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Gainsthorpe medieval rural settlement, including village remains, paddocks and a manorial complex with a fishpond and two dovecotes

A Scheduled Monument in Hibaldstow, North Lincolnshire

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Coordinates

Latitude: 53.4981 / 53°29'53"N

Longitude: -0.563 / 0°33'46"W

OS Eastings: 495417.501064

OS Northings: 401119.266515

OS Grid: SE954011

Mapcode National: GBR SWHZ.WR

Mapcode Global: WHGGT.BB4M

Entry Name: Gainsthorpe medieval rural settlement, including village remains, paddocks and a manorial complex with a fishpond and two dovecotes

Scheduled Date: 26 October 1954

Last Amended: 10 May 1994

Source: Historic England

Source ID: 1007509

English Heritage Legacy ID: 23313

County: North Lincolnshire

Civil Parish: Hibaldstow

Traditional County: Lincolnshire

Lieutenancy Area (Ceremonial County): Lincolnshire

Church of England Parish: Hibaldstow St Hybald

Church of England Diocese: Lincoln

Details

The monument comprises part of Gainsthorpe medieval rural settlement and
includes some of the remains of the deserted village site, two paddocks, and
the site of the manor with a fishpond and two dovecotes. According to
descriptions written in 1697 and 1699 by the diarist Abraham de la Pryme, the
visible remains formerly extended into neighbouring fields where they will now
survive as buried features. These additional remains are not included in the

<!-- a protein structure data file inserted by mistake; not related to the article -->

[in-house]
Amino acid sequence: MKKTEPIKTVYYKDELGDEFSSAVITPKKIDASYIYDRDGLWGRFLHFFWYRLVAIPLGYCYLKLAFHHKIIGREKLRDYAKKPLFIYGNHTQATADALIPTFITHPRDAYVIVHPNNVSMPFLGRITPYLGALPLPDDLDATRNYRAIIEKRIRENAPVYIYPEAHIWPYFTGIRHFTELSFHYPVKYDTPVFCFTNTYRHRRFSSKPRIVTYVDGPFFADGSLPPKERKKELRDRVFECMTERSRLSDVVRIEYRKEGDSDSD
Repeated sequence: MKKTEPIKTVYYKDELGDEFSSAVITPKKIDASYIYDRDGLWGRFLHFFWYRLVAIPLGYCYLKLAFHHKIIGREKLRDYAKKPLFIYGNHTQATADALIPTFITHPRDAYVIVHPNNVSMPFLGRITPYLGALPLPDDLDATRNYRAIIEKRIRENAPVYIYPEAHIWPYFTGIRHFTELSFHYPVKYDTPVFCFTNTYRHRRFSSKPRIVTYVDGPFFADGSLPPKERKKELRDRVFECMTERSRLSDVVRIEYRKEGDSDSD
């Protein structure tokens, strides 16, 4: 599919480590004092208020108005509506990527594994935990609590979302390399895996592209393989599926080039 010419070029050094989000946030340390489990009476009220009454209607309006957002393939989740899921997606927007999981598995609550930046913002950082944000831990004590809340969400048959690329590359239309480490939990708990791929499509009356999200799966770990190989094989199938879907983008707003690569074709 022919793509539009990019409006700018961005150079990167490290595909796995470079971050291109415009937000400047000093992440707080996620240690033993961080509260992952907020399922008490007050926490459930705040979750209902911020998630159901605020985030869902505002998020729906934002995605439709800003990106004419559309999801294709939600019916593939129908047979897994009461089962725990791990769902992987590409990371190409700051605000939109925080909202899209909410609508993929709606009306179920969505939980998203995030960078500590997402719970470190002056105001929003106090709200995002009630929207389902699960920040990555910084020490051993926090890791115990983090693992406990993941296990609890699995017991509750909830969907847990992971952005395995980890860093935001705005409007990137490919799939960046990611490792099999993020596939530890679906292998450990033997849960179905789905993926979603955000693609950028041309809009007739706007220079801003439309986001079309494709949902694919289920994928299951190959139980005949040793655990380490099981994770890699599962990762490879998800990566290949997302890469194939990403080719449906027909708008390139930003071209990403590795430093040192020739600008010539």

scheduling as their extent and state of preservation is not sufficiently
understood.
The settlement is located 350m west of Ermine Street Roman road. Its visible
remains, which chiefly comprise the grassed over footings of boundary and
building walls, indicate the houses, ancillary buildings and yards of between
six and ten properties, one of which is interpreted as a manorial complex. The
properties are divided by a system of sunken trackways and are broadly similar
in that they each consist of a large enclosure sub-divided by internal walls,
with one or more of the smaller yards containing a complex of buildings. In
many cases, gateways and doorways are clearly visible. In some cases, two or
more properties appear to have been combined into a single larger complex,
probably as a result of piecemeal desertion. The manorial site lies at the
south west corner of the monument and includes at least two adjacent
courtyards, enclosed by building ranges, which are interpreted as the
homestead and home farm of the manor. To west and east of these courtyards can
be seen the foundations of two circular buildings, with diameters of c.6m,
which have been interpreted as dovecotes. South of the western example is a
rectangular fishpond measuring c.13m x 5m x 1m deep. Extending north to south
along the north west edge of the monument are two further enclosures
interpreted as small fields or paddocks.
The medieval rural settlement of Gainsthorpe has not been excavated and so its
origins are unclear. However, it is recorded in the Domesday survey of 1086
when land was held there by one Ullgar. The period of desertion is also as yet